Try the new, improved Hartford Courant digital edition today
CT Now

For foster children, is having gay parents worse than having none at all?

Letter writer Bob Marshall of Richmond, Va., cites a biased study funded by two conservative think tanks as the ultimate authority on gay adoption both in Maryland and nationwide ("Vote no to immorality," Oct. 27).

What he does not mention, however, is that there are nearly 500,000 foster children in the U.S. without homes, and 100,000 who are actively looking for permanent families, only 20,000 of whom will eventually succeed.

Mr. Marshall owes some answers to the remaining 80,000 children who would love the strong foundation of family that a gay or lesbian couple could provide.

Is no home better than their home? Is no love better than their love? Is having no grandparents, cousins, aunts and uncles better than having their parents' nieces, nephews, brothers and sisters?

Is having no one assisting and guiding you through math homework better than a gay and lesbian couple coaching you? Is no one sitting on the sideline watching a baseball and soccer game better than your gay parents cheering you on?

Gay couples often adopt children that no one else will, providing them with a future that heterosexual couples refuse to take on. Please join this young heterosexual married man, not just in support of Question 6, but to support children, families, gays and lesbians and equal rights for everyone.

Vince Grey, Linthicum

Copyright © 2015, CT Now
Related Content
  • Marriage equality can't wait

    Marriage equality can't wait

    In 1967 when the U.S. Supreme Court struck down laws banning interracial marriage in Loving v. Virginia, there was not a single dissent. Never mind that Virginia's anti-miscegenation statute had been in the books since 1924. The justices unanimously found discrimination in the institution of marriage...

  • Court's silence on marriage speaks volumes [Editorial]

    Court's silence on marriage speaks volumes [Editorial]

    Our view: Same-sex marriage is set to be legal in a majority of states, making eventual Supreme Court victory appear inevitable

  • How will Kennedy vote on same-sex marriage?

    How will Kennedy vote on same-sex marriage?

    As a long-time civics teacher I follow the Supreme Court's decisions very carefully. I have long admired Justice Anthony Kennedy because he is the swing vote on the court and his decisions are often unpredictable.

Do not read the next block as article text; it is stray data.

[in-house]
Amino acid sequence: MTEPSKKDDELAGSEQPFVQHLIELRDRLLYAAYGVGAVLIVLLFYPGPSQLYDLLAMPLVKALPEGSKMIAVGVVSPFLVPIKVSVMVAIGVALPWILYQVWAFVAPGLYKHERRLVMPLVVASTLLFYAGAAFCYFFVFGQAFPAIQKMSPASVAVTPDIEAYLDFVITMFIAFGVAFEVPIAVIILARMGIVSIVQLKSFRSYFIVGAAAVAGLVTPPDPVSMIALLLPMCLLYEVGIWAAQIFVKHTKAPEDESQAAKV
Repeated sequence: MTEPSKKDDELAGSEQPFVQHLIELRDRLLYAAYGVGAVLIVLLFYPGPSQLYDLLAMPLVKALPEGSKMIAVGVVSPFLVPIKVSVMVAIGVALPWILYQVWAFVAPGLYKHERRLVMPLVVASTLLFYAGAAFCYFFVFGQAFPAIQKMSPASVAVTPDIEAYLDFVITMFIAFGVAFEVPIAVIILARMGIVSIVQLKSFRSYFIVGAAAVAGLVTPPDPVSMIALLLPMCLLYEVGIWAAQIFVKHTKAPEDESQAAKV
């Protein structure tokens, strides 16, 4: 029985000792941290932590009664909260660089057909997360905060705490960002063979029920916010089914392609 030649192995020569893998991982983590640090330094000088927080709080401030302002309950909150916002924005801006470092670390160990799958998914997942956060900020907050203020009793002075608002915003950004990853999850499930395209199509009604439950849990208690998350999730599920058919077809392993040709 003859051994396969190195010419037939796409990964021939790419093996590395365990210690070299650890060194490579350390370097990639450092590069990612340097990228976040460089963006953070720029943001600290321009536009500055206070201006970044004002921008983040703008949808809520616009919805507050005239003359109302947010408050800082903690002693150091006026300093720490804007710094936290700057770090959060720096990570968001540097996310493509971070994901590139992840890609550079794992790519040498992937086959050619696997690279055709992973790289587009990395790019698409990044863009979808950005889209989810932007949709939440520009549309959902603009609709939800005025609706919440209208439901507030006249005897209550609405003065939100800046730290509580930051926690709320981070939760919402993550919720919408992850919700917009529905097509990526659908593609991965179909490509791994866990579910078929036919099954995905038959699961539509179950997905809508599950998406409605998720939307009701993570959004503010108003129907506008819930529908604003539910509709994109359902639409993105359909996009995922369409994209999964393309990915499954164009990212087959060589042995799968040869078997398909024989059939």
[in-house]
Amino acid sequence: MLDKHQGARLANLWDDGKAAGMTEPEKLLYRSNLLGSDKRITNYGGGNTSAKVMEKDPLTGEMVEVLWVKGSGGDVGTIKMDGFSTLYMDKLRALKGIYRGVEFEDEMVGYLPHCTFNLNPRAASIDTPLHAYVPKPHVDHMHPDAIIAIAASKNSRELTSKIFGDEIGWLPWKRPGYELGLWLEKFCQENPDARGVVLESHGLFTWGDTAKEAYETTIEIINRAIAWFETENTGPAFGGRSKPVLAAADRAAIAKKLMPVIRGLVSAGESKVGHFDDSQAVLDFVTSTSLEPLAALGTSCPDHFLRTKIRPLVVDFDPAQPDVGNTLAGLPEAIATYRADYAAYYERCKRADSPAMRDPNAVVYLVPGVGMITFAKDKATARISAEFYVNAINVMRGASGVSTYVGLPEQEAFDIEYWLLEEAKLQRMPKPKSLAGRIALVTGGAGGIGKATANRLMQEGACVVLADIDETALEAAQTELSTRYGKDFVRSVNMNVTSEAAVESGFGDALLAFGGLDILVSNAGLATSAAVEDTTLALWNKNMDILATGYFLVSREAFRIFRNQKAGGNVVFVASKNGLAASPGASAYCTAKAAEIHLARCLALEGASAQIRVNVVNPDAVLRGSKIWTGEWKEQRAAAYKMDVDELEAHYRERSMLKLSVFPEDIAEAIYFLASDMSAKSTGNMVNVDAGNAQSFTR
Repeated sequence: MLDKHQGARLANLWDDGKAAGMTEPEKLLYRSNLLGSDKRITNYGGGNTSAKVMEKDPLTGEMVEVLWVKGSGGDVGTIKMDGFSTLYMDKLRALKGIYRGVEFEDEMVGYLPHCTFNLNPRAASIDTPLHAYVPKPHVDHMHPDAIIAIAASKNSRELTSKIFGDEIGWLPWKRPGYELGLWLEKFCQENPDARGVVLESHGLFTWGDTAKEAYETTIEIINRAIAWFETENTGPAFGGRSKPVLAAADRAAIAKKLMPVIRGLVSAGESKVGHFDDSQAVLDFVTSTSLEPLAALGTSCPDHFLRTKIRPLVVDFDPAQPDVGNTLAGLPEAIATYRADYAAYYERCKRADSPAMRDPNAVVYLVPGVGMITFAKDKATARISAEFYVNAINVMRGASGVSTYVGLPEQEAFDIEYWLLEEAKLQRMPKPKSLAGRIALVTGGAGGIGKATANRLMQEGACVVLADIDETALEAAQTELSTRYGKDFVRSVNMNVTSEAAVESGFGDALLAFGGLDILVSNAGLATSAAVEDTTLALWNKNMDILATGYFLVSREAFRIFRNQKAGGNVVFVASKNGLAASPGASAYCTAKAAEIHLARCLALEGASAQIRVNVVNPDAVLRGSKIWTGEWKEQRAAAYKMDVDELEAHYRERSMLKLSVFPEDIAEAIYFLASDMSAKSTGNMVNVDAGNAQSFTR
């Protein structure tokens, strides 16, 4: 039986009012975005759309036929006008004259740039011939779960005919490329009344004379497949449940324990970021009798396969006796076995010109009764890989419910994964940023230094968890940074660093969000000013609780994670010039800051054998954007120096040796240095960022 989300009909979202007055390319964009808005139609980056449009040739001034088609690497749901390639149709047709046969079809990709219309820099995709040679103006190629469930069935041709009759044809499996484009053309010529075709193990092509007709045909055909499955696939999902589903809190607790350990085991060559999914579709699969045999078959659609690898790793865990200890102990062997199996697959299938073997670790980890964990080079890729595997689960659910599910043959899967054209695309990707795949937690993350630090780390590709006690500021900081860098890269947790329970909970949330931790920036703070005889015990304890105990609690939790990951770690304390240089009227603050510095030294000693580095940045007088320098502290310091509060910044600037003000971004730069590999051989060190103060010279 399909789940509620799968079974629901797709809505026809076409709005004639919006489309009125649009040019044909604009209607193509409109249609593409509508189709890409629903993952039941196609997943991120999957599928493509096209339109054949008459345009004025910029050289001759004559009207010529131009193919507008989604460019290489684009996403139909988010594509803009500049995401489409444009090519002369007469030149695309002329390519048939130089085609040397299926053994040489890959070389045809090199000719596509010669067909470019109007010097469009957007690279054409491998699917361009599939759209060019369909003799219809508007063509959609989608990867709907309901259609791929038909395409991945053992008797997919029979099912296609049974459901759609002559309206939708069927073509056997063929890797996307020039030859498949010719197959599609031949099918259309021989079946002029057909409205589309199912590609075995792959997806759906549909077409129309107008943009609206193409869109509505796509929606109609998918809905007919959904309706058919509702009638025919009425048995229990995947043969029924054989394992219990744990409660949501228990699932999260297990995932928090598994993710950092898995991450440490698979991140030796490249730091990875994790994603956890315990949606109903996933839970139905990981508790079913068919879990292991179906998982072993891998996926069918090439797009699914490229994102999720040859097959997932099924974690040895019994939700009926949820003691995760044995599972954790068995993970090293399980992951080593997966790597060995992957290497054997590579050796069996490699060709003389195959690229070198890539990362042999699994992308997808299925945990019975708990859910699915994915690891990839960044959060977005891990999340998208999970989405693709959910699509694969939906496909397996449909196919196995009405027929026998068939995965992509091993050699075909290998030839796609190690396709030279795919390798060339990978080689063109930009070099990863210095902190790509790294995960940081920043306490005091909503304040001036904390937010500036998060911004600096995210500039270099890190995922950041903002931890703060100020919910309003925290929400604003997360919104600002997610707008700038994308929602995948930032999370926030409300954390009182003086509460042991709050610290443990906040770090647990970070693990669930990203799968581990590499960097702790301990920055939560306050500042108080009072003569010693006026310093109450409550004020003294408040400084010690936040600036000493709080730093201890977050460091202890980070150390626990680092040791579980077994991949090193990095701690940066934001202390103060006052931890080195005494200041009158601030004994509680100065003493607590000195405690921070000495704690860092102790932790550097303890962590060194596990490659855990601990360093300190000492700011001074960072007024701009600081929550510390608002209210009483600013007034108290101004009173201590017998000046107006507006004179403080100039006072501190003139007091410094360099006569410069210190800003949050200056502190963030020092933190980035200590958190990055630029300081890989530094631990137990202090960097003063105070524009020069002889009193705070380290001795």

• Get states out of the marriage business

    Get states out of the marriage business

    In light of the recent Supreme Court on same sex marriage being protected under the Constitution ("Freedom to marry," June 27), there is now a movement afoot in Montana by a Mormon, Nathan Collier, who is legally married to Vicki, to be allowed to marry his second wife, Christine. Many have predicted...

  • Religious beliefs can't excuse discrimination

    Religious beliefs can't excuse discrimination

    A recent suggestion that some people should be exempt from serving gays because of their religious beliefs is nonsense. If you are licensed to provide a service or employed by the government to do so, you are required to perform that service without unlawful discrimination. Neither government employment...

  • Equality in Alabama

    Equality in Alabama

    These are heady days for advocates of marriage equality. The Supreme Court is due to hear arguments this spring in a group of cases that could settle the question of a national Constitutional right to same-sex marriage, and this week, a decision not to enter a stay on the enforcement of a federal...

  • Yes, some people do follow the Bible to the letter

    Yes, some people do follow the Bible to the letter

    In his recent column ("The conservative case for same-sex marriage," March 29), Eddie Zipperer gives three reasons why conservatives should favor same sex marriage. I find his second, poking fun at the Bible, to be both offensive and ignorant.

  • Indiana learns discrimination is bad business

    Indiana learns discrimination is bad business

    The leaders of large corporations have not generally been at the vanguard of civil rights movements in this country. The average CEO is usually more concerned about stock valuations and quarterly dividends than about fighting discrimination. And when was the last time you saw the money-hungry NCAA...